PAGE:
People generally know what goals they want to achieve, although, they are ineffective in achieving those goals. We can set goals all we want, but if we fail to put things in place to reach our goals, we will fail every time. While this post was in the oven baking, I gave the following example of a system on Facebook.

If every day when you woke up in the morning you tripped a wire as you walk down the hallway that starts the coffee pot as you walk to the bathroom, what just happened? It’s a series of events put in place to make something happen.

Simply going through the motions ensures the result.

Systems are similar to building toy models. We learn how the pieces come together and what we need to make it happen. When we’re finished, we experience the end-result. The highest benchmark for any company to achieve is implementing the right products, the right systems, in the right place, at the right time.

Choices and Outcomes

On the topic of Fixed or Growth mindsets, it would be interesting to discuss a few arguments, topics, tasks, strategies or product ideas and explore ‘what-if’ scenarios depending on our choices (how we process information before we open our mouth or make a decision). Then compare the outcomes.

We can talk a lot about a fixed-mindset because it can be witnessed so readily in every day life. People with a fixed-mindset are often stuck in their comfort zone. They are literally stuck because they ignore all of the things (feedback) that could push them forward either because they were told to or their fixed-mindset automatically rejects anything negative. We can learn how to move away from a fixed-mindset into a growth-mindset by expanding our comfort zone.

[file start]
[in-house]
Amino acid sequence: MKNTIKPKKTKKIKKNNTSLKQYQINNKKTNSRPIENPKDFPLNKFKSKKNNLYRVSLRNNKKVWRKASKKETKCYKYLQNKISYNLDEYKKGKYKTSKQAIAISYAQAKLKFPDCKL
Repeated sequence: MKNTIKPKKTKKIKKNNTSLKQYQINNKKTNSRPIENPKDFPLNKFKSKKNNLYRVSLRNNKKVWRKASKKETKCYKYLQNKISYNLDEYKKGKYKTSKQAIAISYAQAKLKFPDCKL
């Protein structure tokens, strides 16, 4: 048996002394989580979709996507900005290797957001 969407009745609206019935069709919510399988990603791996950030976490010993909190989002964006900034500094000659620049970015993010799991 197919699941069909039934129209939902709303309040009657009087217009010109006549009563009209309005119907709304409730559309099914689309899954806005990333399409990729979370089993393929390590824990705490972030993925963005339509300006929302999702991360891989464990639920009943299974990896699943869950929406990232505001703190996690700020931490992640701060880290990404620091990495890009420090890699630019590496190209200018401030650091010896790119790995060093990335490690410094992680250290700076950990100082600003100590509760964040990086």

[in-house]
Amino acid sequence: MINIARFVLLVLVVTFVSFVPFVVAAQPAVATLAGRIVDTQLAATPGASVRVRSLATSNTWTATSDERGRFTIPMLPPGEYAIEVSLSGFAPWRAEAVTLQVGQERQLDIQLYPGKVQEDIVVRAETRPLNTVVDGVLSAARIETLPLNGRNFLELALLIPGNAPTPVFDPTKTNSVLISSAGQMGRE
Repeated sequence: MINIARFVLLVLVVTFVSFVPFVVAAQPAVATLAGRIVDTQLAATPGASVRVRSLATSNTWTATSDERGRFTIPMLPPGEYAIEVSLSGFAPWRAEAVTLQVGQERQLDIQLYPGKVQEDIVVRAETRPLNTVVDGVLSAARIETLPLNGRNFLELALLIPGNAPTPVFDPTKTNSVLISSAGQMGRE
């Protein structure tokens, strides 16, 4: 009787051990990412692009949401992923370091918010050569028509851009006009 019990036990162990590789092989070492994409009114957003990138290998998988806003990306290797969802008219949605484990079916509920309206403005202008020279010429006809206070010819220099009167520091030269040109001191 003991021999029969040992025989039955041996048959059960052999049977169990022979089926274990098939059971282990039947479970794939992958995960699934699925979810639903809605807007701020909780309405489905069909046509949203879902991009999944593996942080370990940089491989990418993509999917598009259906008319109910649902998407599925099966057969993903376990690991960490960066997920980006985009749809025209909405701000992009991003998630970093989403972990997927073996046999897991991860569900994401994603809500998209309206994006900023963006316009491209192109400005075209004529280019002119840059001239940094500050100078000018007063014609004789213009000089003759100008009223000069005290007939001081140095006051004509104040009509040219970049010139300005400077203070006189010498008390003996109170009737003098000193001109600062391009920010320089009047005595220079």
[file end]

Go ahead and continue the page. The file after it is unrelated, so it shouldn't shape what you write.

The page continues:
A fixed-mindset doesn’t easily allow you to change course.
— Carol Dweck Ph.D.

As long as we are trying something new, we’re learning, we’re growing. What we do for a living is much less important than how we do it, but results take effort. We don’t just wish success into existence. The first step is becoming aware of how we process information. We need to recognize when we’re closing the door on opportunities.

I have a lot on my plate at the moment, but once the smoke clears, this is something I would definitely like to explore later (maybe in a podcast). We could talk about some very practical day-to-day choices.

The Approach

If our objective is to take-over an outpost, we need to understand the obstacles standing in our way. We could go in guns-a-blazing and hope for the best or we can stop, observe, and think things through. We can put together a plan of action.

There is nothing so useless as doing efficiently that which should not be done at all.
— Peter Drucker

An accurate self-assessment allows us to understand the edge of our abilities. What we do with that knowledge defines the difference between a good or great outcome.

For example, we’re not going to take-out a fully armored Heavy with a cap gun. That would be silly, but we can perform a stealth take-down with a knife from behind. Now you have his weapon. You have increased your abilities. Read more on Stealth Strategy.